Our haftara this week, speaks of living under God’s security and protection.
You shall be safe from oppression, and shall have no fear from ruin, and it shall not come near you.Surely no harm can be done without My consent: whoever would harm you shall fall because of you…No weapon formed against you shall succeed, and every tongue that contends with you at law shall be defeated. Such is the lot of the servants of God, such their triumph through Me —declares the Lord. (54:14-17)
Yishayah uses one line that tells us how it is achieved.
And all your children shall be students of God. And great shall be their peace. (54:13)
What is it to be students of God; to ‘know’ God? It is the same as how the sages above defined God’s ‘knowing’ us — ‘knowing is an expression denoting affection’. As with anyone with whom we wish to ‘get to know’ and build a bond, we gain information, we become familiar with them — their expressions, personality, actions and thoughts. We pay attention to them by showing them care and by giving them our time. We use what we’ve learned about them to show them that what is meaningful to them, is of value to us. We let them know in various ways that they are precious. A relationship with God requires nothing less.
What is the path to love Him? When a person contemplates His wondrous and great deeds and creations and appreciates His infinite wisdom that surpasses all comparison, he will immediately love, praise, and glorify [Him], yearning with tremendous desire to know [God’s] great name. (Rambam, Yesode haTorah, 2:2)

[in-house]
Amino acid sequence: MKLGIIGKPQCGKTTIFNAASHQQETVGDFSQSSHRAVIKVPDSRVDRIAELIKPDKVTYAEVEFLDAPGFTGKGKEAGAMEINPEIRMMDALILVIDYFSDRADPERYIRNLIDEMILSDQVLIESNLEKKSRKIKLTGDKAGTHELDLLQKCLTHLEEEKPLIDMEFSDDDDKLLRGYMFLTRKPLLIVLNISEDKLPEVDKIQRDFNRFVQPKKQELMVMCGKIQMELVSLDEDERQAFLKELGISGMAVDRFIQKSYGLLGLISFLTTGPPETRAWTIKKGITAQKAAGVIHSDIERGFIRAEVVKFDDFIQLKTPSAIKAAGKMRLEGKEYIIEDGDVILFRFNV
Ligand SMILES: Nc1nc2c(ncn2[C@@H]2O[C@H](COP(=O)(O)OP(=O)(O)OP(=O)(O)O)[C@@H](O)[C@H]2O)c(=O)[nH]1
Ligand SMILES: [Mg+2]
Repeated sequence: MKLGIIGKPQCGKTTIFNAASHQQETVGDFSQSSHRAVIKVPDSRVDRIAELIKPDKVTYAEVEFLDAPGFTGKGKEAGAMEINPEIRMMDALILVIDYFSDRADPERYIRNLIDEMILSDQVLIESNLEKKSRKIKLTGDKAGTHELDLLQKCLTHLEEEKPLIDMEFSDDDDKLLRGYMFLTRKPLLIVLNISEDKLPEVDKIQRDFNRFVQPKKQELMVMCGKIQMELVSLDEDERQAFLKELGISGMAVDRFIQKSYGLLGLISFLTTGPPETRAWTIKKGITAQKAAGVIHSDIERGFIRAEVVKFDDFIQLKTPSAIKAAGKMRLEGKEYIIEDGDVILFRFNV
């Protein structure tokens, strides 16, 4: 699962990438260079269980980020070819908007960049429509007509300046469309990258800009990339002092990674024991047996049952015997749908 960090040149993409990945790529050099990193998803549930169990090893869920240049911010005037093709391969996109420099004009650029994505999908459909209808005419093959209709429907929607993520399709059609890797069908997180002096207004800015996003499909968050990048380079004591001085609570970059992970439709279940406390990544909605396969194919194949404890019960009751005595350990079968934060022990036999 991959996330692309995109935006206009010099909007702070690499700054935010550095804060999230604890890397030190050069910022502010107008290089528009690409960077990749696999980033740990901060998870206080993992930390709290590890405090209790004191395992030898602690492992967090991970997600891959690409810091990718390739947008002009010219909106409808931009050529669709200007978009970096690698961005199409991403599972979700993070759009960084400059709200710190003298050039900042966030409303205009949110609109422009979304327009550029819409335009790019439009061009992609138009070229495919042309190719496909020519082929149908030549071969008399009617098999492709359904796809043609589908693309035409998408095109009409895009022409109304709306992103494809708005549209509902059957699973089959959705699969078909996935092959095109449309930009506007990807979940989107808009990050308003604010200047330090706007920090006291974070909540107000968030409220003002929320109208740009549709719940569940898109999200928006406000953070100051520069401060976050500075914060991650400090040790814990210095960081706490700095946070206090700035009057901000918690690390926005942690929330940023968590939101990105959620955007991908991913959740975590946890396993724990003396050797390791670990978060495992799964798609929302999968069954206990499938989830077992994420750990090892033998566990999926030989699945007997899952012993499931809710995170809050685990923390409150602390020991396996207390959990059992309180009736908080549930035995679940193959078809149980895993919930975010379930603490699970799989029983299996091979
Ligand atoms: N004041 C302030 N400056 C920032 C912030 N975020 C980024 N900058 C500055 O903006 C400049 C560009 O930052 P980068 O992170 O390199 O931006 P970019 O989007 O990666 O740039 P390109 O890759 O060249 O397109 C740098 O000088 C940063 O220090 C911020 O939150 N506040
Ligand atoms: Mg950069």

In just twelve verses our haftara presents the key to living under the protective wing of God. It is not rote, but righteousness; not habit, but honour; not mechanics but meaning.
You shall be established through righteousness. (54:14)
Just as randomness brings us danger and turmoil, it also brings us potential and opportunity. It gives us room to choose, grow, create and discover. It gives us the place in which we can invest and build so that the elements of our lives that are precious can be of our own making.
In their greatest manifestations, real relationships are not merely protections but the very beauty of being. All that is random falls away in their warmth. All that was confusing becomes clear, what was worrisome is soothed and what is uncertain, illuminated.
Tennyson came to learn this truth that so many of our great sages taught. We know that the cold, indifferent world, red in tooth and claw, is transformed into warmth and care by the red and beautiful human heart.
Rabbi Joseph Dweck
 Moreh Nebukhim, III:51
 We are meant to draw comparisons in our relationship with God from our relationships with human beings in all of their facets. See for example: Deut., 8:5; Isaiah, 62:5. Cf. Mishne Torah, Hilkhot Teshuba, 10:3.